It’s been a tumultuous, upsetting year.
Not all bad, of course, few things are exclusively bad or good and even a divorce as a consequence of betrayal can stir up some good things in its wake.
She’s had time to spend with her friends this past year. A lot of it, especially during the weekends when Ben has the kids and Petra is off work. A horrible combination she had thought at first but it didn’t take long before she found ways to appreciate the solitude and opportunites to just be Petra.
A Petra who might be a dumped single mother but who still knows how to have a good time. At least occasionally.
Cindy, Josie and Ada have been great to her recently, always stopping by and checking if she needs any help with the kids or calling her to invite her out. Both Timothy and Eric are happy to look after Amara and Novak if needed and it makes Petra miss family life.
Because no matter how many silver linings she’s trying to find, at the heart of it she’s a family person. She’d like another child, another little baby to enjoy properly this time without wondering and worrying about Ben’s state of mind and – later – his cheating.
And it’s the children that truly are her life, everything she does is for them.
Amara who’s five gets to see her dad more often because they can easily go out for an ice cream or a bit of adventure after her hours in school – the only good thing about Ben still being unemployed.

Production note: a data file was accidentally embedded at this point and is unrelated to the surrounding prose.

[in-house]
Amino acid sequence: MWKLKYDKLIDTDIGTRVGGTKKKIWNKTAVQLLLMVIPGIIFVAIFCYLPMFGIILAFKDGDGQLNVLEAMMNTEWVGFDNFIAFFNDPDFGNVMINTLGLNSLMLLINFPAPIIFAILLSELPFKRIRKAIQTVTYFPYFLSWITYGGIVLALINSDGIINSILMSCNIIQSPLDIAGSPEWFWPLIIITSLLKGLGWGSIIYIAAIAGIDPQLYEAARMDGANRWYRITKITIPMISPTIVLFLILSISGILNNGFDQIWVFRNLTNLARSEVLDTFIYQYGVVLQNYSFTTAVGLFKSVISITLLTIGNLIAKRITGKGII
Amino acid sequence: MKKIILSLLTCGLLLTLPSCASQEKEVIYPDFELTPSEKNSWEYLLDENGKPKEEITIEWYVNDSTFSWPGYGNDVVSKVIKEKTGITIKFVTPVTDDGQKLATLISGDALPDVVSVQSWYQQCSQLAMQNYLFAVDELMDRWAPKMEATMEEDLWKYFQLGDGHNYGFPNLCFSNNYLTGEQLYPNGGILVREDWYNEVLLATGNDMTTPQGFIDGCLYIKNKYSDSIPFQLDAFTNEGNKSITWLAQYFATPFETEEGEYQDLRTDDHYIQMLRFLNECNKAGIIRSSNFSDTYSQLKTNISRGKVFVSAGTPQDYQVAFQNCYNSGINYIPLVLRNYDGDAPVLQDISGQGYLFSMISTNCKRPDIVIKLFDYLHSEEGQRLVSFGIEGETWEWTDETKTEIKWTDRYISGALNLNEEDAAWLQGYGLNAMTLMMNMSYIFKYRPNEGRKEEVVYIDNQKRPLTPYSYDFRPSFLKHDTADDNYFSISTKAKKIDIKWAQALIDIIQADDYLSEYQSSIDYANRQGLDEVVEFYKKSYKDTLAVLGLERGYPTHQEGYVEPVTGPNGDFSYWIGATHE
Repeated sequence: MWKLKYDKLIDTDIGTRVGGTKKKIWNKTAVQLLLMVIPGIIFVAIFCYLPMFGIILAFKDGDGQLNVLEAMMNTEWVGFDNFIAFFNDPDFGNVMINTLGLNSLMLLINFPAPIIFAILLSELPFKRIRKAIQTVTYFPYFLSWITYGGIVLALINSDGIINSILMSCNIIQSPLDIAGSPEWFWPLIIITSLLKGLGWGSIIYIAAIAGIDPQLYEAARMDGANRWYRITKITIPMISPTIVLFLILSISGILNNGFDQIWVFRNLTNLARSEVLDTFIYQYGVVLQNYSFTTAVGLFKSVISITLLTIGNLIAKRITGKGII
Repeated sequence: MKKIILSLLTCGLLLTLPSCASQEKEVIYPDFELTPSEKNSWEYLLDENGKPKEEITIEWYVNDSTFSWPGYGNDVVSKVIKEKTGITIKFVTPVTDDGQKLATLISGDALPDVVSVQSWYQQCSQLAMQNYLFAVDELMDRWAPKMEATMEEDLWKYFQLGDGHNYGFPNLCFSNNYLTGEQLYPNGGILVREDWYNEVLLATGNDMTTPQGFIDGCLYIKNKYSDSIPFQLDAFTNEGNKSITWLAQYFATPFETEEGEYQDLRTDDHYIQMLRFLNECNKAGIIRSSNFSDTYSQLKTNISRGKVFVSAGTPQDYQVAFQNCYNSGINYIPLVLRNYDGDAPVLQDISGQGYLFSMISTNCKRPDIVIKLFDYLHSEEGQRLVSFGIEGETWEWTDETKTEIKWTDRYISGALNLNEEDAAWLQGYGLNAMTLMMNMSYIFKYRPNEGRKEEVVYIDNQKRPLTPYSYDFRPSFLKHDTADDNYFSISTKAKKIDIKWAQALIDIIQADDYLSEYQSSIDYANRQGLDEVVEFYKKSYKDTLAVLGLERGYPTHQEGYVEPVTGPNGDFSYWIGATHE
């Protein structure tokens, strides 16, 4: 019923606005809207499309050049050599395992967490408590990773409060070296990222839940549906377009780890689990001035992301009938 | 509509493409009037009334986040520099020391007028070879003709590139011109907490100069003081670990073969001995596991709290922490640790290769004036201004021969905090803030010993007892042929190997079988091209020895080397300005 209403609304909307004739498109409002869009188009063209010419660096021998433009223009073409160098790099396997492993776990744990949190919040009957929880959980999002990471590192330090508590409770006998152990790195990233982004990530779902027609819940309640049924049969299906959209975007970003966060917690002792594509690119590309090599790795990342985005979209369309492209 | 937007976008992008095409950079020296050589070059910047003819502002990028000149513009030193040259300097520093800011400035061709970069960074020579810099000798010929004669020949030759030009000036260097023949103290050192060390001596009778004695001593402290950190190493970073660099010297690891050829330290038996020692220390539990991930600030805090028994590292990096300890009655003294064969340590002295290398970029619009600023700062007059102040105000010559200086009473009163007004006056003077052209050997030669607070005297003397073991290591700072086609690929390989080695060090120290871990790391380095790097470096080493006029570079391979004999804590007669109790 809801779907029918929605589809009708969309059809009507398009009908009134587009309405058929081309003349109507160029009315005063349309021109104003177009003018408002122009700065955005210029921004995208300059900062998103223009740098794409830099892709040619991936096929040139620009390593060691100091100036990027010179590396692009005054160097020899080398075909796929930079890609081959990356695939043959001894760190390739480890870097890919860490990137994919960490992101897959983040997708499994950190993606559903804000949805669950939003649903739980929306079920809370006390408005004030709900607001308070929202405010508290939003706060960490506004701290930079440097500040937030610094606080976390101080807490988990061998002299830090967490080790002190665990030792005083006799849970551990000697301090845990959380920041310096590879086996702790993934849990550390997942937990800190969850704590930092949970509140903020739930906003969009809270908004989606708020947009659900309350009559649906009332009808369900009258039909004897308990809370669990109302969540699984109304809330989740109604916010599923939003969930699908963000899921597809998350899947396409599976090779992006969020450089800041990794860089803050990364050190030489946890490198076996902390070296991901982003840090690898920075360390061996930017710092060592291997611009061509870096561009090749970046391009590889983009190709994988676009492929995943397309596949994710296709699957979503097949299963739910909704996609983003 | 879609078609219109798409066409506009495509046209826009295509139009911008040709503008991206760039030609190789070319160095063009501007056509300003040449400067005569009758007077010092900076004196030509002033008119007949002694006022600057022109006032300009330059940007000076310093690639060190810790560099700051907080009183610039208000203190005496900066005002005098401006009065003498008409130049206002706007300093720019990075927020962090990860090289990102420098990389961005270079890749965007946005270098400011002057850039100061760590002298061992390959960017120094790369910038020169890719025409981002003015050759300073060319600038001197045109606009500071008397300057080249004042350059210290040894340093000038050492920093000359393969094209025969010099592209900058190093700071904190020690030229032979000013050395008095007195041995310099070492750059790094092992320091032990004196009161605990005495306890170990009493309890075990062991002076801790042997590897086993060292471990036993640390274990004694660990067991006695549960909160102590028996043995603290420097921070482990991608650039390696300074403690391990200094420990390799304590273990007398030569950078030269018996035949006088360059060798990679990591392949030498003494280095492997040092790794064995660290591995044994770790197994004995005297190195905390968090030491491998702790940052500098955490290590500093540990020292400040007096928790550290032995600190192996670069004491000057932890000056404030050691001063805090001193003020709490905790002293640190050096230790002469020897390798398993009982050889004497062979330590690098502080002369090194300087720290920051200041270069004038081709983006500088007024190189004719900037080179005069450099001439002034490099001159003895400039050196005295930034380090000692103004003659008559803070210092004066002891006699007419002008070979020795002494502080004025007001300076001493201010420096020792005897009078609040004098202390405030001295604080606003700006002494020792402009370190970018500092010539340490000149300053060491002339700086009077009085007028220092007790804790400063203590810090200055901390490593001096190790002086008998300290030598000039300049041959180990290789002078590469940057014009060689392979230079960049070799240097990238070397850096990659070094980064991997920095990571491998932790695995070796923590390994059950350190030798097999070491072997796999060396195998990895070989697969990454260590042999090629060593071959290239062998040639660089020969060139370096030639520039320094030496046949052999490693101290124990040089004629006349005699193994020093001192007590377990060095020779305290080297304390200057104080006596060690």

There are days when she doesn’t seem to want to go and Petra has figured out it’s because Amara thinks her mum will be sad if she leaves to see her dad. It’s heartbreaking and takes all of her momentum to explain carefully that Petra feels no such thing.
It’s not entirely true, of course, but she won’t admit that. She’s happy Ben has a good relationship with his children even if she still can’t stand him. So she smiles and tells Amara to have a great time with daddy.
Ben calls her a few times a month to chat. She thinks he sounds lonely and momentarily it can make something twist inside her, a little flicker of sympathy and then a shade of regret before she remembers last year and how it had crashed all over her.
He wants them to be friends, he says. She tells him she has friends.
Still, sometimes when he drops the kids off he lingers for a bit and Petra no longer feels that consuming hatred at the sight of him, no longer needs to count to ten – fifty – five hundred inside her head. These days he just seems like someone very distant, someone she barely even knows.
“Is there any chance at all that you might… that we could start over?” he asks once.
Petra pauses for a beat, turns the words over inside her mouth before they come out. There’s no hesitation in her voice, in her heart.
“No,” she says, simply. “No, Ben.”
The truth is that she doesn’t know him well enough for it. They have two children together, that much is true, but they hadn’t been involved for very long before that happened and there simply aren’t enough things about him in her memory that can outweigh what he’s done. Had they been together longer, perhaps. Had he been a solid presence in her past, someone who had seen her through the years, watched her successes and failures. If he had been more to her, she thinks and feels mean as the thought forms in her mind.